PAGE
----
Apparently, this half-baked idea is very pervasive.

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    • December 2, 2015 at 11:23 am

      “You assume that because a given behavior is useless, its cognitive substrate is useless as well. ” On the contrary, that is my point. Our abilities are not directly a function of what is adaptive. Certainly one can come up with an explanation of why novel reading is useful; explaining why listening to music is so pleasurable is harder, but probably can be done as well. My point is that we have no theory that _distinguishes_ between novel reading and learning math in that regard. We don’t have an explanation for why novel reading much _more_ pleasurable than learning three-dimensional geometry. So saying “we find math hard because it wasn’t directly adaptive for the caveman” is not much of an explanation, because there are a lot of things we do enjoy that were not adaptive, and there is math that would have been adaptive for the caveman that we find hard.

      As for the quote from Gould/Crick, I thought it was a particularly well-written statement of the principle. I recommend the essay, and the collection, and everything else that Gould wrote.

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      • Sophonax
        December 3, 2015 at 12:59 am

        Fair point. Greene’s explanation is short and thus not very rigorous indeed.
        However, his idea is not totally irrelevant. It doesn’t constitute a full explanation on its own, but it is helpful nonetheless. We are wondering why people find math hard. The fact that computing exponentials wasn’t a feature on people’s life during the Pleistocene is a relevant bit of information. As your point about reading novels, etc, makes clear, it is not a sufficient explanation, because we know of activities that didn’t constitute a selection pressure but that we nonetheless do easily; but this doesn’t mean the idea is worthless. As an analogy, pointing out that birds have wings is a good step towards explaining why they can fly, even if ostriches have wings but can’t fly.

        “Our ancestors on the savannah saw parabolic motion whenever they threw a stone; they experienced spherical geometry whenever they looked up at the starry sky. They never encountered a magic wand or a magic ring. Nonetheless, most people find it easier and much more enjoyable to read and remember and discuss four volumes of intricate tales about magic rings or seven about magic wands than to read a few dozen pages with basic information about parabolas; and even most mathematicians find spherical geometry unappealing and difficult. Why? We have absolutely no idea.”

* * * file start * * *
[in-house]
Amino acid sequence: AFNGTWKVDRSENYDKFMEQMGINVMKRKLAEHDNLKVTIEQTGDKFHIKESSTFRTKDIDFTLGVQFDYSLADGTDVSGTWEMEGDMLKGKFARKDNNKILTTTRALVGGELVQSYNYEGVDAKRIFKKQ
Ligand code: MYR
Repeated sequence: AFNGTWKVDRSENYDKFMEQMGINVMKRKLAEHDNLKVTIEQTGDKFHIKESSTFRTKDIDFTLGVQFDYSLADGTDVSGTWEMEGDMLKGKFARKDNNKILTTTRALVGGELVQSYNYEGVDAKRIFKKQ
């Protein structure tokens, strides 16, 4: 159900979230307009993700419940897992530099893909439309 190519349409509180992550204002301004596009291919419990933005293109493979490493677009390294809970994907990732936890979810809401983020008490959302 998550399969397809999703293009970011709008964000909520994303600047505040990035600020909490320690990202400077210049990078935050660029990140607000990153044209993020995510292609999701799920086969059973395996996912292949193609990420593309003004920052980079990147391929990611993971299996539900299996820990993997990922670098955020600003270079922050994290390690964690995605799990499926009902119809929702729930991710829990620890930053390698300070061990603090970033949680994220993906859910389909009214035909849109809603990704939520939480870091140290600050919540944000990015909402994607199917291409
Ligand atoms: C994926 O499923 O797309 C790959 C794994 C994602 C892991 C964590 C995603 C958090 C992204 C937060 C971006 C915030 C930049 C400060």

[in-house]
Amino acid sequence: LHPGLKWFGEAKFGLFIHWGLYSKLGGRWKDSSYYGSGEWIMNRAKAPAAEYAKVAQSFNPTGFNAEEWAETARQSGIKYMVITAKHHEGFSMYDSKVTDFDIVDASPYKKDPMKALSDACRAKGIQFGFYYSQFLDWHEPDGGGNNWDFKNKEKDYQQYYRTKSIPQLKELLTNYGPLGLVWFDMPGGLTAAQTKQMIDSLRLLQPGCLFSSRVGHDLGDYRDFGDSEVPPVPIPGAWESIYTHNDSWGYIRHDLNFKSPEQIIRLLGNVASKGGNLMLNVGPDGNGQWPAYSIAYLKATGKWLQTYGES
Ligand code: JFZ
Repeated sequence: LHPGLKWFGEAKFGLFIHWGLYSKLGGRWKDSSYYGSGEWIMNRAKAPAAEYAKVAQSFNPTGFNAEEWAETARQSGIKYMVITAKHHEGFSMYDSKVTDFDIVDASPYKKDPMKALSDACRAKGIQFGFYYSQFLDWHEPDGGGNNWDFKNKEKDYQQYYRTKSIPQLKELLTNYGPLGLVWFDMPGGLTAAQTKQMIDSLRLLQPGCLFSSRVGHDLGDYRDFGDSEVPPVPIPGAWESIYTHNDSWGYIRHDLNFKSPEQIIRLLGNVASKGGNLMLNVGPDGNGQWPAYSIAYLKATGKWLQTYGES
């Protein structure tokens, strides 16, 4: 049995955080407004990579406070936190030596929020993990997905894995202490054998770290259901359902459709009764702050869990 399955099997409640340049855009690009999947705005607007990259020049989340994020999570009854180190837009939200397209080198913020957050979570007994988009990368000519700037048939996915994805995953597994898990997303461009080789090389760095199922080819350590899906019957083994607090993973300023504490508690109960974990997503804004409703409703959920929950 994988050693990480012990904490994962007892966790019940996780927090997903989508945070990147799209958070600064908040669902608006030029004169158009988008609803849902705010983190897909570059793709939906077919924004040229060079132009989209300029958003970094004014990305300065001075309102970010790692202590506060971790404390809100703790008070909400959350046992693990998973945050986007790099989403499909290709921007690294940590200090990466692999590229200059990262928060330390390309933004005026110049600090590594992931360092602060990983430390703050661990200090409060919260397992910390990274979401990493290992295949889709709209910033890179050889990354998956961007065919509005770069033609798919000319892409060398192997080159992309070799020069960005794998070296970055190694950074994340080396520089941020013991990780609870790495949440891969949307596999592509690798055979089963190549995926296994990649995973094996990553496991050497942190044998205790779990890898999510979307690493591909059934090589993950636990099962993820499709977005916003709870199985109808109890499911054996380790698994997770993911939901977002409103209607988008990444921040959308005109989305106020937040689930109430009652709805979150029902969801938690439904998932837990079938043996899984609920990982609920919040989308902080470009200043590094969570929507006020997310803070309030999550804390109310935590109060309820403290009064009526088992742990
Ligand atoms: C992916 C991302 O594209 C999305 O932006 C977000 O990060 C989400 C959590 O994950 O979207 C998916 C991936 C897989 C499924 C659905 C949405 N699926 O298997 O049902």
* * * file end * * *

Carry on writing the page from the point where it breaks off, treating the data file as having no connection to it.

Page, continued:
As it turns out, cognitive scientists have their ideas on the issue. Because predicting the motion of a stone is so useful, we do it automatically without needing/being able to consciously access the underlying computations. So we are very good at doing certain kinds of math but just can’t harness these skills to solve the same problems explicitly. As for magic rings, they rely on the trick of minimal counter-intuitiveness. They fit well into our intuitive ontology (it is easy to grasp the concept of a ring), but have a counter-intuitive feature (e.g. making people invisible) that make them attention-grabbing. On the other hand, some arcane scientific concepts are so remote from our commonsense understanding of the world that we don’t have any intuitive concept to anchor them to.

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        • davidwlocke
          December 3, 2015 at 6:23 am

          We don’t learn anything from an intuitive grasp. Things are harder to learn when we have nothing to anchor them to. The typical pathway to spherical geometry is the triangle inequality, not looking up at the sky. We learn along that pathway. Things are harder to learn when that pathway has not been adequately delineated.

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        • Scott S
          December 3, 2015 at 6:36 am

          “A triangle is a triangle but a magical ring is what ever you wish it to be” The magical ring engages the imagination and creativity of the reader where as the triangle doesn’t quite seem to do the same IMO